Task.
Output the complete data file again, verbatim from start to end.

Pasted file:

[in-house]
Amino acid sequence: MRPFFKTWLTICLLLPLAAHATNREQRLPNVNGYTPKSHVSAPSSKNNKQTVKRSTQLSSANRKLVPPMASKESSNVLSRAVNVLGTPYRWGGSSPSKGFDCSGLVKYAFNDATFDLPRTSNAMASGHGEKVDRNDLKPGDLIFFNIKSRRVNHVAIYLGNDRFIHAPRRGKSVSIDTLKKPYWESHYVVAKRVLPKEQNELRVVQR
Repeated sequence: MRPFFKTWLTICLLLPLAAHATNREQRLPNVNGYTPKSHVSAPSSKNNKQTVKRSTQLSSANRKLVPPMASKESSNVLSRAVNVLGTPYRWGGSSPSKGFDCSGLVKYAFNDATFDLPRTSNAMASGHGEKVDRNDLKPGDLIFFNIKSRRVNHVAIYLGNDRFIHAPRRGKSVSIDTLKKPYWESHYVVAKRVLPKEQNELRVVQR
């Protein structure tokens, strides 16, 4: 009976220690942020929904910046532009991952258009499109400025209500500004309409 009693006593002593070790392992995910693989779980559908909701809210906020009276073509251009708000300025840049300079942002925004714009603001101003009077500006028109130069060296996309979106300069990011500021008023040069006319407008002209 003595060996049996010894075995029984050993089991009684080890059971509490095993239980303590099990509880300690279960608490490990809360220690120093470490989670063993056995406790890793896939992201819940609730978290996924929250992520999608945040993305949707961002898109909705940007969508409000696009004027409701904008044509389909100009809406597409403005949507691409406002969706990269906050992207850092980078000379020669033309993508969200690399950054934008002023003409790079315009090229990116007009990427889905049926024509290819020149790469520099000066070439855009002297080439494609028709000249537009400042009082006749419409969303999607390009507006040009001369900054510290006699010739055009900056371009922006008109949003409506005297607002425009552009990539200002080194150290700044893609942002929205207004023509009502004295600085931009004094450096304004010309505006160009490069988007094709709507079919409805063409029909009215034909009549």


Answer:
[in-house]
Amino acid sequence: MRPFFKTWLTICLLLPLAAHATNREQRLPNVNGYTPKSHVSAPSSKNNKQTVKRSTQLSSANRKLVPPMASKESSNVLSRAVNVLGTPYRWGGSSPSKGFDCSGLVKYAFNDATFDLPRTSNAMASGHGEKVDRNDLKPGDLIFFNIKSRRVNHVAIYLGNDRFIHAPRRGKSVSIDTLKKPYWESHYVVAKRVLPKEQNELRVVQR
Repeated sequence: MRPFFKTWLTICLLLPLAAHATNREQRLPNVNGYTPKSHVSAPSSKNNKQTVKRSTQLSSANRKLVPPMASKESSNVLSRAVNVLGTPYRWGGSSPSKGFDCSGLVKYAFNDATFDLPRTSNAMASGHGEKVDRNDLKPGDLIFFNIKSRRVNHVAIYLGNDRFIHAPRRGKSVSIDTLKKPYWESHYVVAKRVLPKEQNELRVVQR
């Protein structure tokens, strides 16, 4: 009976220690942020929904910046532009991952258009499109400025209500500004309409 009693006593002593070790392992995910693989779980559908909701809210906020009276073509251009708000300025840049300079942002925004714009603001101003009077500006028109130069060296996309979106300069990011500021008023040069006319407008002209 003595060996049996010894075995029984050993089991009684080890059971509490095993239980303590099990509880300690279960608490490990809360220690120093470490989670063993056995406790890793896939992201819940609730978290996924929250992520999608945040993305949707961002898109909705940007969508409000696009004027409701904008044509389909100009809406597409403005949507691409406002969706990269906050992207850092980078000379020669033309993508969200690399950054934008002023003409790079315009090229990116007009990427889905049926024509290819020149790469520099000066070439855009002297080439494609028709000249537009400042009082006749419409969303999607390009507006040009001369900054510290006699010739055009900056371009922006008109949003409506005297607002425009552009990539200002080194150290700044893609942002929205207004023509009502004295600085931009004094450096304004010309505006160009490069988007094709709507079919409805063409029909009215034909009549």